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Why do the Queen’s hands look so purple in her latest pictures?

One explanation for the purple hue is simply that the Queen was cold

Queen Elizabeth delighted royal fans today as she stood smiling and unaided in her first meeting since spraining her back.

But a picture showing her hands to be a shade of purple has sparked conversation about the 95-year-old monarch’s health – and whether the courtiers need to turn the heating on at Windsor Castle.

Her Majesty, who has been on doctors’ orders to rest for over a month, held a face-to-face audience on Wednesday with General Sir Nick Carter, the Chief of the Defence Staff.

In pictures released by Buckingham Palace, both the Queen and General Sir Carter’s hands look dark purple.

Woman notices the Costa Christmas coffee cup has a hidden rude symbol, and other top stories from November 17, 2021. While it could just be the lighting in the room causing the effect, purple skin can be a sign of poor circulation.

This can happen in cold weather, which causes your blood vessels and arteries to narrow, restricting blood flow and reducing oxygen to the heart.

Queen holds in-person audience with military chief after missing Cenotaph event Queen Elizabeth II receives General Sir Nick Carter, Chief of the Defence Staff, during an audience in the Oak Room at Windsor Castle (Picture: PA)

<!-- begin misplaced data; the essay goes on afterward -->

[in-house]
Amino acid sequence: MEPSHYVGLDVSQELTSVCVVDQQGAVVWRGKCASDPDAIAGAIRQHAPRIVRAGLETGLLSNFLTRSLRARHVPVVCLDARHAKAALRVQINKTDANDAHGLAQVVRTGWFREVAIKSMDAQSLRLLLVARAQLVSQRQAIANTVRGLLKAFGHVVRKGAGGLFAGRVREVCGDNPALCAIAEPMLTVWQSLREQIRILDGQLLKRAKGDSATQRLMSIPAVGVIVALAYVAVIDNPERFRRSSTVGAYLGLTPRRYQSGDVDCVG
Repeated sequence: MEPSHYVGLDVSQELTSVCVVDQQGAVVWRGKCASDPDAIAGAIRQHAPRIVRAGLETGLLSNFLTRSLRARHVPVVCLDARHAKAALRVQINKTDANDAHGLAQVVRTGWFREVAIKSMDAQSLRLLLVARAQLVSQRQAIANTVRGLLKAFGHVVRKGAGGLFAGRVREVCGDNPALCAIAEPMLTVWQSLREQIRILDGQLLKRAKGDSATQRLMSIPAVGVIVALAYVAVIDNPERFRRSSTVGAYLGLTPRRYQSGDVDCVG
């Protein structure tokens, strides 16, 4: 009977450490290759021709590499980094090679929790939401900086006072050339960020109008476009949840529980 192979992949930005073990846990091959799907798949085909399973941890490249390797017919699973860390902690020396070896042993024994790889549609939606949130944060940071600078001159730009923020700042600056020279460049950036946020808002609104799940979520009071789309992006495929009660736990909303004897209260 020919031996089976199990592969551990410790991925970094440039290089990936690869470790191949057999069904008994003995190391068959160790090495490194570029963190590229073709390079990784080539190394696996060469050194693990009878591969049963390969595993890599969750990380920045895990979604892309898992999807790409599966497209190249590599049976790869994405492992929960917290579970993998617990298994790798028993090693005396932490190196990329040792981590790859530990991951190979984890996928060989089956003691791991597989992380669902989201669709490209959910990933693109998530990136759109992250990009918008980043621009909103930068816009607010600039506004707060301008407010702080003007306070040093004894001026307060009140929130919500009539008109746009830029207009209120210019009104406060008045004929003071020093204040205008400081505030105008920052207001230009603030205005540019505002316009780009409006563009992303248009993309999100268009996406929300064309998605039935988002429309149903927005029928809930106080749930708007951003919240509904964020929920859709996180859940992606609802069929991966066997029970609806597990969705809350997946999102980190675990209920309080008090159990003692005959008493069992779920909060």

Dr Jay Verma, from the Shakespeare Medical Centre, told ‘It might be Raynaud’s phenomenon or just really cold hands! The purple is due to deoxygenated blood.’

According the the NHS, Raynaud’s phenomenon is common and does not usually cause severe problems. It can be treated by keeping warm and will usually go away after a few minutes or hours.

A purple hue was seen on the Queen’s hands back in 2019, when royals from Jordan came to visit (Picture: Getty)

The Queen has previously been pictured with a purplish blemish on her hands, when royals from Jordan came to visit back in 2019.

According to Dr Giuseppe Aragona, GP and Online Doctor for Prescription Doctor, there are several medical explanations for why the darker hue has returned.

He said: ‘There could be a few different reasons for why the Queen’s hands are so purple: a lack of circulation, frail skin, exposed veins, bruising, a leakage of blood to the tissue beneath the skin causing the colour.

‘It could be Cyanosis which occurs when there is not enough oxygen in the blood.

‘Blood which has a normal amount of oxygen is a deep red and means your skin is its normal colour, however low oxygenated blood is bluer which causes your skin to have a purple hue.

‘It is known that Cyanosis can develop quicker if the person has suffered a minor health problem, so this could be linked to her recent injury.’

Buckingham Palace confirmed in a last-minute announcement on Sunday that the Queen had sprained her back and would not be able to attend the Remembrance service at the Cenotaph.

The event, to pay tribute to the war dead, has long been one of the most important in the monarch’s calendar, and was widely expected to be her first public appearance after cancelling other engagements due to doctors’ advice.

Prince Charles briefly raised concerns about his own health when his hands appeared swollen during a tour of India in 2019 (Picture: EPA)

Queen Elizabeth II receives General Sir Nick Carter, Chief of the Defence Staff, during an audience in the Oak Room at Windsor Castle (Picture: PA)

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